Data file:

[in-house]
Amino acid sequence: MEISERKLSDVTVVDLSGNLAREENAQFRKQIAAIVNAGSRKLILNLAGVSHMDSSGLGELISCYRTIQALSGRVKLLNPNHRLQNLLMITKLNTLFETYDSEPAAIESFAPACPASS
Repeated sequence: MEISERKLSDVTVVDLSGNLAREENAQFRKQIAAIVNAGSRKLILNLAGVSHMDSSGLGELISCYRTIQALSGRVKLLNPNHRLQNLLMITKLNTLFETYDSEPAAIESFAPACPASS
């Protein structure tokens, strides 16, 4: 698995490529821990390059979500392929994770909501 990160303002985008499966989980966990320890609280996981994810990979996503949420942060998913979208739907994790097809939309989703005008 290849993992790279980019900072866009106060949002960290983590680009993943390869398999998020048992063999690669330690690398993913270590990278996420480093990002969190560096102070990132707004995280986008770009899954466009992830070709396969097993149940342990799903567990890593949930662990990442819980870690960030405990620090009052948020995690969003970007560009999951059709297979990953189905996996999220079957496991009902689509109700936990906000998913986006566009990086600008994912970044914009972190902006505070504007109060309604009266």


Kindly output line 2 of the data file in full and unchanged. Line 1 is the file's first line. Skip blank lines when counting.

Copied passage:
Amino acid sequence: MEISERKLSDVTVVDLSGNLAREENAQFRKQIAAIVNAGSRKLILNLAGVSHMDSSGLGELISCYRTIQALSGRVKLLNPNHRLQNLLMITKLNTLFETYDSEPAAIESFAPACPASS